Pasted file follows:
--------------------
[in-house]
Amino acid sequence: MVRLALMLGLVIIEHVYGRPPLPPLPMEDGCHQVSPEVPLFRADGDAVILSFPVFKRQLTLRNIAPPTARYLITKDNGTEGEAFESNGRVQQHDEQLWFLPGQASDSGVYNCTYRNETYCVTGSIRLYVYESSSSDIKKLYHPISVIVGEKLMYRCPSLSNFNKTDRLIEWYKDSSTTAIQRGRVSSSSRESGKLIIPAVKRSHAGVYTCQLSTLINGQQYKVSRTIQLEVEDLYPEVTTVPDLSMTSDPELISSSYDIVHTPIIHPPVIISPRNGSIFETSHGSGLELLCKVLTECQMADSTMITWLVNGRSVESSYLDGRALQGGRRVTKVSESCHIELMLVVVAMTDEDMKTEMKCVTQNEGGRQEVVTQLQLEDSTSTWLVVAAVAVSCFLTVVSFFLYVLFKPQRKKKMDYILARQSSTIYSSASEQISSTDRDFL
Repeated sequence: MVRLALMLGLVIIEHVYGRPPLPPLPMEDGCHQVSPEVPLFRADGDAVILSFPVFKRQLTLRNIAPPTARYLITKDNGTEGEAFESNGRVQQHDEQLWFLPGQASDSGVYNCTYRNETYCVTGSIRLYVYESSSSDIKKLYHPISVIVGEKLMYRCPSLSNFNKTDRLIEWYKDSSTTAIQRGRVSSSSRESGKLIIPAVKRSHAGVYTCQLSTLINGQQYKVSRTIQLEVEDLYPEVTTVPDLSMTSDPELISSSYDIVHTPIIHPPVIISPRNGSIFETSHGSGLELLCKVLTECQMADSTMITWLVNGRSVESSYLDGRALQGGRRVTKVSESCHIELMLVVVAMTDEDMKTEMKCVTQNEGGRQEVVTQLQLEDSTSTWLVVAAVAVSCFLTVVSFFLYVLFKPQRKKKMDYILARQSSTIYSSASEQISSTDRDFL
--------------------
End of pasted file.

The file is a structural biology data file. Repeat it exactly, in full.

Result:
[in-house]
Amino acid sequence: MVRLALMLGLVIIEHVYGRPPLPPLPMEDGCHQVSPEVPLFRADGDAVILSFPVFKRQLTLRNIAPPTARYLITKDNGTEGEAFESNGRVQQHDEQLWFLPGQASDSGVYNCTYRNETYCVTGSIRLYVYESSSSDIKKLYHPISVIVGEKLMYRCPSLSNFNKTDRLIEWYKDSSTTAIQRGRVSSSSRESGKLIIPAVKRSHAGVYTCQLSTLINGQQYKVSRTIQLEVEDLYPEVTTVPDLSMTSDPELISSSYDIVHTPIIHPPVIISPRNGSIFETSHGSGLELLCKVLTECQMADSTMITWLVNGRSVESSYLDGRALQGGRRVTKVSESCHIELMLVVVAMTDEDMKTEMKCVTQNEGGRQEVVTQLQLEDSTSTWLVVAAVAVSCFLTVVSFFLYVLFKPQRKKKMDYILARQSSTIYSSASEQISSTDRDFL
Repeated sequence: MVRLALMLGLVIIEHVYGRPPLPPLPMEDGCHQVSPEVPLFRADGDAVILSFPVFKRQLTLRNIAPPTARYLITKDNGTEGEAFESNGRVQQHDEQLWFLPGQASDSGVYNCTYRNETYCVTGSIRLYVYESSSSDIKKLYHPISVIVGEKLMYRCPSLSNFNKTDRLIEWYKDSSTTAIQRGRVSSSSRESGKLIIPAVKRSHAGVYTCQLSTLINGQQYKVSRTIQLEVEDLYPEVTTVPDLSMTSDPELISSSYDIVHTPIIHPPVIISPRNGSIFETSHGSGLELLCKVLTECQMADSTMITWLVNGRSVESSYLDGRALQGGRRVTKVSESCHIELMLVVVAMTDEDMKTEMKCVTQNEGGRQEVVTQLQLEDSTSTWLVVAAVAVSCFLTVVSFFLYVLFKPQRKKKMDYILARQSSTIYSSASEQISSTDRDFL